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If you feel compromised and taken advantage of by an older child, you need to realize this: the child is an adult now. I met many kids in my practice who refused to go to school and could only read and write at a seventh- or eighth-grade level at best. Consider the kid who says: “I’m not making it in school, but I’m gonna be a rap singer.They told me they were going to be video game programmers, basketball players, or rap singers. I wrote a few songs tonight.” That’s the way he deals with his anxiety about the future. When you have these different currents coming together in a home where parents are living with an older child, it can get very uncomfortable for everyone, if not hostile.Parents feel they have to take care of their kids, whether they are 9 or 19 years old.When they’re five, they’re climbing the monkey bars and you’re worried they’re going to break their arm.Kids between the ages of 17 and 25 still have a lot of thinking errors.Just like you can have a spelling error, and misspell a word, you can have a thinking error in which you misread life’s problems and come out with the wrong solutions.And when things come out wrong, these kids often view themselves as victims.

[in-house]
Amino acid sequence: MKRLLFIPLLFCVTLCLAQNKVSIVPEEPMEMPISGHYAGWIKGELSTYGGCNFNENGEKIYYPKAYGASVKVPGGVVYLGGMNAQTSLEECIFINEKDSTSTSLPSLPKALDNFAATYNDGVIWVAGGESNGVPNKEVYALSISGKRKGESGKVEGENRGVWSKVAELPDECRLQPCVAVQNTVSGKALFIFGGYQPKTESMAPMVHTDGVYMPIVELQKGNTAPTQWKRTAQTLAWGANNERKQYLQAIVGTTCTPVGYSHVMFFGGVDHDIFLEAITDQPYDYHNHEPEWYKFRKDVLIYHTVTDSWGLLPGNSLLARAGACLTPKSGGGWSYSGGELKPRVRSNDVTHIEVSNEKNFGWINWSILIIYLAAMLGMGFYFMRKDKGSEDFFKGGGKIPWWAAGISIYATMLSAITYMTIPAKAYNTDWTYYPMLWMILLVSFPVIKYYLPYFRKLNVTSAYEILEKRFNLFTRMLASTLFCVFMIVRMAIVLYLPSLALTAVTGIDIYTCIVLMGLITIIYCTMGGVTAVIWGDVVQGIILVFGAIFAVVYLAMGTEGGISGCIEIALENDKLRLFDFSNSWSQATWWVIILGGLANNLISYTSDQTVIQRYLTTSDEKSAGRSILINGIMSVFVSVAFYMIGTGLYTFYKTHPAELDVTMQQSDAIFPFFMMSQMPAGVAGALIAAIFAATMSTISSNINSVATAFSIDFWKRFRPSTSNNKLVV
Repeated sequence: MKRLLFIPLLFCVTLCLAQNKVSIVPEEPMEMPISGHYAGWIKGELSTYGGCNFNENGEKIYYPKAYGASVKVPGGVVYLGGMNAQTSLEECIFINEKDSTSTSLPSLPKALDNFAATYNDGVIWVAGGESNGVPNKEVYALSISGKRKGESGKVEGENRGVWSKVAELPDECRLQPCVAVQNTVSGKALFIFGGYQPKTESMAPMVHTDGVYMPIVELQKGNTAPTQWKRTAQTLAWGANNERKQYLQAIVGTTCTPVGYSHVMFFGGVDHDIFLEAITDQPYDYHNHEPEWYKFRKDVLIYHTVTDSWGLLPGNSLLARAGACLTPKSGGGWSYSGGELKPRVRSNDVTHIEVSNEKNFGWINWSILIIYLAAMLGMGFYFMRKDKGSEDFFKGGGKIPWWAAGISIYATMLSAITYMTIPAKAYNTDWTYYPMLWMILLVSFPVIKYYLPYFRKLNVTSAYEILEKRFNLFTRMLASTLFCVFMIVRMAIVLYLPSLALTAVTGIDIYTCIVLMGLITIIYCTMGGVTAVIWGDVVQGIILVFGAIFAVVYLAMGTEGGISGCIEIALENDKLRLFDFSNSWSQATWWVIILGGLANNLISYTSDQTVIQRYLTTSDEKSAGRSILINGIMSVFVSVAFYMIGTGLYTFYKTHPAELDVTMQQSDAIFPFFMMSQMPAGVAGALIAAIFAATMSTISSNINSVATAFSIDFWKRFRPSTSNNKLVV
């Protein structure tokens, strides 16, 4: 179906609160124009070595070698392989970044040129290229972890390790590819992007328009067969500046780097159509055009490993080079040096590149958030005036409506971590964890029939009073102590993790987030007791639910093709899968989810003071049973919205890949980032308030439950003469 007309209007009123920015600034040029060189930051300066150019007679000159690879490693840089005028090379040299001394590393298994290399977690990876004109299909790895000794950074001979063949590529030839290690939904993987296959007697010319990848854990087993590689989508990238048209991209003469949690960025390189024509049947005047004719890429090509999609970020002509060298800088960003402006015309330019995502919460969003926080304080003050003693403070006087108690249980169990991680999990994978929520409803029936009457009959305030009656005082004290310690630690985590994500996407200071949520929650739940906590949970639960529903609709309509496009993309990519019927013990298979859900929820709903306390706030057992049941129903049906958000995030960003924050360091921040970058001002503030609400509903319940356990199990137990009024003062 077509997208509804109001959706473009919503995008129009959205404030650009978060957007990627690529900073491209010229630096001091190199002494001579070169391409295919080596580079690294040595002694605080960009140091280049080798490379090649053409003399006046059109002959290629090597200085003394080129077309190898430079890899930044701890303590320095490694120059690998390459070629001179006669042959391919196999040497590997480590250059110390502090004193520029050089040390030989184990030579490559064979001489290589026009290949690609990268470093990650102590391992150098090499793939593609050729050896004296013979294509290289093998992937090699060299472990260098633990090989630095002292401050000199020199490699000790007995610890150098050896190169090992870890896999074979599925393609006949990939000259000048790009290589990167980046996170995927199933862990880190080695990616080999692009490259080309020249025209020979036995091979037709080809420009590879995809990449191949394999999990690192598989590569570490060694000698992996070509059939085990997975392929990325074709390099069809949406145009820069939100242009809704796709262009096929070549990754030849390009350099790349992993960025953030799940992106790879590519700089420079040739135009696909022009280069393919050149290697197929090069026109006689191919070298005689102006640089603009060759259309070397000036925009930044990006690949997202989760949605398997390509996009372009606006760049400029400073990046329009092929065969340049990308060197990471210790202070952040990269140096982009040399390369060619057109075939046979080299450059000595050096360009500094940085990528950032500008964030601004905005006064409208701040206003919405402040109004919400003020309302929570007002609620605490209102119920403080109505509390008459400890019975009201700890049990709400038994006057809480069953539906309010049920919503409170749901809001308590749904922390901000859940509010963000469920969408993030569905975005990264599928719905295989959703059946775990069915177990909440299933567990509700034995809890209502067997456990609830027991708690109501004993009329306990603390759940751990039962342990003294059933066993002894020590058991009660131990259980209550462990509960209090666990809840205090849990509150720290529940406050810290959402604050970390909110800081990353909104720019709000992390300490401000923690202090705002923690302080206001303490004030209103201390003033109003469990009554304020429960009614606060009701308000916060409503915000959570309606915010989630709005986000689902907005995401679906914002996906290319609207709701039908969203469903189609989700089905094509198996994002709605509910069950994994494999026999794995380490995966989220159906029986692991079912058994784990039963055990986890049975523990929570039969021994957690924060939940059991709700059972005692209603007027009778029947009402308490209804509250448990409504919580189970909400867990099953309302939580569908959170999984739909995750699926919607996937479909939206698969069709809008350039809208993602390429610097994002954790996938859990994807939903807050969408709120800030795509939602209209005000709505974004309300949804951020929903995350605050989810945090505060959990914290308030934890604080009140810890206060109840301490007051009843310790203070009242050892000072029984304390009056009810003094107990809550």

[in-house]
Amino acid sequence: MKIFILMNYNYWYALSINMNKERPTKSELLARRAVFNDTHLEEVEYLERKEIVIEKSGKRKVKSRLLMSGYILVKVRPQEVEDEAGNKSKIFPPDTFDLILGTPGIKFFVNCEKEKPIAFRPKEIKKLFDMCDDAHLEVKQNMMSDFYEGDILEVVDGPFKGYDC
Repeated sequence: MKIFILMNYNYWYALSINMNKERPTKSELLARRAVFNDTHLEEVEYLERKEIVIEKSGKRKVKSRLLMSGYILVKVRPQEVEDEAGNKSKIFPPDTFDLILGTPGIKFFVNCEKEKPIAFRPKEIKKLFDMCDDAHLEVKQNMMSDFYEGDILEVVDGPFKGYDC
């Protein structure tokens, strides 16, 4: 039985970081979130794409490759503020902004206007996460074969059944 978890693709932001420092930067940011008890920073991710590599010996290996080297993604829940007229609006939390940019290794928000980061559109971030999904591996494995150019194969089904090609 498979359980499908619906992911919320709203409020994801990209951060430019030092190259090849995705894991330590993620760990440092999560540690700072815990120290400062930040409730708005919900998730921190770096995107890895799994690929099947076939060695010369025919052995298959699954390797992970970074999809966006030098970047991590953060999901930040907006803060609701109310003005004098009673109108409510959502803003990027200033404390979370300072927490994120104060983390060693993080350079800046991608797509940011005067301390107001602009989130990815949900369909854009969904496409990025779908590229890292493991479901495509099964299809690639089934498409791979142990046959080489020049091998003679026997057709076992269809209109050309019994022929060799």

There should be no job too menial that they can’t take it until they find something better. When would you feel you have to call the police with a guest?
What he’s really saying is: “I’m so scared about the future, I have to make up this fantasy, and then I’m gonna cling to it.” Then, if you challenge that fantasy and say, the problem. The way to keep that hostility at bay is to have clarity beforehand.
Get the expectations and the consequences down on paper—literally.
If you want to better yourself, you’re going to have to start out in a junior college. I want you to think of your adult children as guests. Even if it doesn’t match up with what you had hoped for your child.
If we can’t pay for college full time, you’re going to have to work and go to school part-time.” The sooner your kid gets this reality check, the better—for you and for your kid. Many young adult children often have a false sense of entitlement.